Gulf Pipeline Patrol

By By Pat Gray | February 1, 2011
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Not all helicopter flights are over water on the edge of the Gulf of Mexico. As happens in all the other 50 states, we have our share of medical, law enforcement, ENG, aerial applicators and other overland helicopter operations. But, in considering the high flight intensity of our geographical area, it would be a safe bet to say at least 90 percent of all flights are energy related, oil and gas for now, and maybe some wind power or tidal power, etc., in the future. Who’s to say?

One area of flying, that may surprise some readers, is the use of helicopters for pipeline patrol.

The Federal Energy Regulatory Commission (FERC) requires all pipeline owners and operators to inspect their lines periodically to help in maintaining pipeline integrity. Most opt to do so by aerial means, the vast majority being done by fixed-wing aircraft. We are talking thousands and thousands of miles here, over farmland, mountains, deserts, even through metropolitan areas. Airplanes are faster in most cases and no doubt, are cheaper to operate, but, as the late Paul Harvey would say, “Here’s the rest of the story.”


A great number of hydrocarbon pipelines originate here in the Gulf to begin their journey north. Some deliver gas, others liquid. The lines could be as far as 150 miles or more off shore (sub-sea) and they too are inspected for leaks, which would be evidenced by bubbles or perhaps an oil sheen. This is a helicopter task and one that has been met with many successes over the years; that is finding and reporting suspected leaks.

You might ask, why would a line under the sea leak? These lines are required to have a minimum of six feet of earth or mud cover when the pipe is put down. To get it, a trench is dug by using what is referred to as a jet barge that uses very high pressure water jets to dig the trench, the pipe is then set in the trench and covered. Over the years, anchors are dropped on it, shrimp fishermen foul nets in it, and movement of the sea can uncover portions of the line. There could also be internal corrosion taking place.

Though I do not have the exact number of hours flown annually in the immediate Gulf area, my personal experience tells me it is at least several thousand and that would only cover the sub-sea, marsh areas and maybe 50 miles in from the beach. There are hundreds of pipelines lying on the floor of the Gulf.

No doubt, it is difficult to fly directly over a line that has no ground markers (sub-sea) and perhaps having a crosswind to contend with. GPS can help by establishing waypoints over known locations that can keep a reasonable track going, plus many pipes are laid that connect platforms (rigs) in a network. It is often possible to see a distant platform from the current deck you are on, and then fly the track between the connecting platforms. Other problems that arise could be determining the originating location of the bubbles or oil sheen. Underwater currents can displace the bubble pattern and surface winds spread the sheen indicator downwind from its source. Once the problems have been discovered and reported, the owner of the line can bring in surface vessels with more sophisticated equipment to fix the exact location of the leak and begin repairs.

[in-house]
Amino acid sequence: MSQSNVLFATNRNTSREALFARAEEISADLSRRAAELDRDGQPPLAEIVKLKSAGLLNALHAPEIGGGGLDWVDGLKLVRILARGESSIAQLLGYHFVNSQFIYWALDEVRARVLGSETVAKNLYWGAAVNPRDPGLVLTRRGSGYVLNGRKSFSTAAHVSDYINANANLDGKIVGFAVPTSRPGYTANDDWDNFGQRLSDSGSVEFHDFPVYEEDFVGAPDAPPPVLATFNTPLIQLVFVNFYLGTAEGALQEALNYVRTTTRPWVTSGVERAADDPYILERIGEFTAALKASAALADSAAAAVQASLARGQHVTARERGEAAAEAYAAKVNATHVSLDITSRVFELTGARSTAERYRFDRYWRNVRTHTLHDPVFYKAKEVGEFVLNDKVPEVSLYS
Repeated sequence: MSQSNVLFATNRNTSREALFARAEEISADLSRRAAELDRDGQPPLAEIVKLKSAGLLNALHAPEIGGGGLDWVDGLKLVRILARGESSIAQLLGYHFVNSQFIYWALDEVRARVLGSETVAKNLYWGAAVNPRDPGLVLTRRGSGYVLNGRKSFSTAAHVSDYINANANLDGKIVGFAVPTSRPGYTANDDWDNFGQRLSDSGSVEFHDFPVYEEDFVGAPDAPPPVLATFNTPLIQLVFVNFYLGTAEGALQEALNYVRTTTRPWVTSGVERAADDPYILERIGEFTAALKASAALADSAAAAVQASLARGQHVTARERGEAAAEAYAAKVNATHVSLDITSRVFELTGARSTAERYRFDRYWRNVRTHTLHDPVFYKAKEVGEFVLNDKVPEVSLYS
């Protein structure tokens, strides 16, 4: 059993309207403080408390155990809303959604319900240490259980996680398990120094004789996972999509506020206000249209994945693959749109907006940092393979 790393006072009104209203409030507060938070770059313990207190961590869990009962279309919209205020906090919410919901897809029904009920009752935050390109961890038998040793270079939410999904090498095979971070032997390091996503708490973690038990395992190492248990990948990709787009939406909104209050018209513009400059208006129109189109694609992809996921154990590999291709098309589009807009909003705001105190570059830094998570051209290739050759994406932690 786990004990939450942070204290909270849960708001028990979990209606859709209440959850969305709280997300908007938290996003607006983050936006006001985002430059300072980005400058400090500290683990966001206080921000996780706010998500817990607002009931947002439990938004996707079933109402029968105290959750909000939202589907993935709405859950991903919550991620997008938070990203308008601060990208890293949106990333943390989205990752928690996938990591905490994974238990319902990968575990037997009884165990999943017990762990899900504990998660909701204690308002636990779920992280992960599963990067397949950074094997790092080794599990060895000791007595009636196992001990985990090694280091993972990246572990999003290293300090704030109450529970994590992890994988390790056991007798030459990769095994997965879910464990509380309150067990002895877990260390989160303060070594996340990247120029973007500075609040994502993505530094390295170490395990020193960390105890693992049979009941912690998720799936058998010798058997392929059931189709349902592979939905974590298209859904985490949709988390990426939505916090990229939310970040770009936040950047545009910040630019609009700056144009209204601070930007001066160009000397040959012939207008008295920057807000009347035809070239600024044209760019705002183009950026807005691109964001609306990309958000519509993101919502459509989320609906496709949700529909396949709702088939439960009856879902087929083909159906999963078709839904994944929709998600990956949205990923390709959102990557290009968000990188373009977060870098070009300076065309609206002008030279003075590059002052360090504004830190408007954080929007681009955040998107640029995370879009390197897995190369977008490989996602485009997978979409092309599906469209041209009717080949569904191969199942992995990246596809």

The overwater flights certainly will not account for the large number of hours flown by helicopters for pipeline inspection. Quite a few of the major oil and gas companies have come to realize the value that rotorcraft bring to the table and they use the helicopters from the beach all the way into the interior of the country. Visibility from the helicopter is unequaled in an aerial vehicle, except maybe a balloon basket or the Space Station. The highly variable speed allows more time for minute examination of an anomaly. The ability to land at the site has prevented numerous potential accidents by the aircrew’s actions in shutting down and conferring with bulldozer and backhoe operators who were approaching the lines and were not aware of the dangers.

Encroachment is a major concern of pipeline companies, some of which are the above mentioned excavating equipment operators, owners of mobile homes who place them over the lines, all types of construction projects including barns, swimming pools and homes.

There are many other inspection processes done during the flights, such as leak surveys and right-of-way condition reports, but it is not my intent to cover those activities. The purpose here is to inform the reader of one of the many uses of energy industry aircraft here on the Gulf Coast, especially one that is so critical to our nation’s movement to the green side.

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